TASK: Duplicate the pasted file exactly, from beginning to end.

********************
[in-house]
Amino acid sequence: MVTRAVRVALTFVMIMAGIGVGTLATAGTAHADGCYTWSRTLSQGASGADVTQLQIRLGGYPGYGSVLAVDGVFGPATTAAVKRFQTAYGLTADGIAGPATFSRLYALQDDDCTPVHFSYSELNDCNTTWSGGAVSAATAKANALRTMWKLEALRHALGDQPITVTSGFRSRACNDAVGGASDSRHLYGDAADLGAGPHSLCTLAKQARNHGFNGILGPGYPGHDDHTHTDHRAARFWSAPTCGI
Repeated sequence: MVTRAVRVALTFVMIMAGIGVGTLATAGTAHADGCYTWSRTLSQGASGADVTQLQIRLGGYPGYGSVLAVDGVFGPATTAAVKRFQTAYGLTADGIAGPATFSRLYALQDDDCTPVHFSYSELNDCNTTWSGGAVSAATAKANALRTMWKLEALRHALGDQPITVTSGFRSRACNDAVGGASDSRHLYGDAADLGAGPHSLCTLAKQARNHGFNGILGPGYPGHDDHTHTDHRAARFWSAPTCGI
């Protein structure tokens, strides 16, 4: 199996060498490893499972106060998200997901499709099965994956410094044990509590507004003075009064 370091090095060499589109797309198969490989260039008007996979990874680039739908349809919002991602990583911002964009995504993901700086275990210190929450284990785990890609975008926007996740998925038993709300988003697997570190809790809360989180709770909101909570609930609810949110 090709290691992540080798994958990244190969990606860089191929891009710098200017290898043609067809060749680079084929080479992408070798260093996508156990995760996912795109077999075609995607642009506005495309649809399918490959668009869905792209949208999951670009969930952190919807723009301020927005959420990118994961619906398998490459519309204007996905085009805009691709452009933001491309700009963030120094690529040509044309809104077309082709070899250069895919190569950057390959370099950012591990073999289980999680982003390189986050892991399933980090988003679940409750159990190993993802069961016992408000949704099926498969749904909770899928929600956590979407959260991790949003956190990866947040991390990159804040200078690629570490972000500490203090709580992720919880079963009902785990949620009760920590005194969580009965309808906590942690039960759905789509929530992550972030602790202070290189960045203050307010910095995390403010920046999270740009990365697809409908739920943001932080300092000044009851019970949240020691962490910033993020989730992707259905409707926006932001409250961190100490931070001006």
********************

[in-house]
Amino acid sequence: MVTRAVRVALTFVMIMAGIGVGTLATAGTAHADGCYTWSRTLSQGASGADVTQLQIRLGGYPGYGSVLAVDGVFGPATTAAVKRFQTAYGLTADGIAGPATFSRLYALQDDDCTPVHFSYSELNDCNTTWSGGAVSAATAKANALRTMWKLEALRHALGDQPITVTSGFRSRACNDAVGGASDSRHLYGDAADLGAGPHSLCTLAKQARNHGFNGILGPGYPGHDDHTHTDHRAARFWSAPTCGI
Repeated sequence: MVTRAVRVALTFVMIMAGIGVGTLATAGTAHADGCYTWSRTLSQGASGADVTQLQIRLGGYPGYGSVLAVDGVFGPATTAAVKRFQTAYGLTADGIAGPATFSRLYALQDDDCTPVHFSYSELNDCNTTWSGGAVSAATAKANALRTMWKLEALRHALGDQPITVTSGFRSRACNDAVGGASDSRHLYGDAADLGAGPHSLCTLAKQARNHGFNGILGPGYPGHDDHTHTDHRAARFWSAPTCGI
């Protein structure tokens, strides 16, 4: 199996060498490893499972106060998200997901499709099965994956410094044990509590507004003075009064 370091090095060499589109797309198969490989260039008007996979990874680039739908349809919002991602990583911002964009995504993901700086275990210190929450284990785990890609975008926007996740998925038993709300988003697997570190809790809360989180709770909101909570609930609810949110 090709290691992540080798994958990244190969990606860089191929891009710098200017290898043609067809060749680079084929080479992408070798260093996508156990995760996912795109077999075609995607642009506005495309649809399918490959668009869905792209949208999951670009969930952190919807723009301020927005959420990118994961619906398998490459519309204007996905085009805009691709452009933001491309700009963030120094690529040509044309809104077309082709070899250069895919190569950057390959370099950012591990073999289980999680982003390189986050892991399933980090988003679940409750159990190993993802069961016992408000949704099926498969749904909770899928929600956590979407959260991790949003956190990866947040991390990159804040200078690629570490972000500490203090709580992720919880079963009902785990949620009760920590005194969580009965309808906590942690039960759905789509929530992550972030602790202070290189960045203050307010910095995390403010920046999270740009990365697809409908739920943001932080300092000044009851019970949240020691962490910033993020989730992707259905409707926006932001409250961190100490931070001006």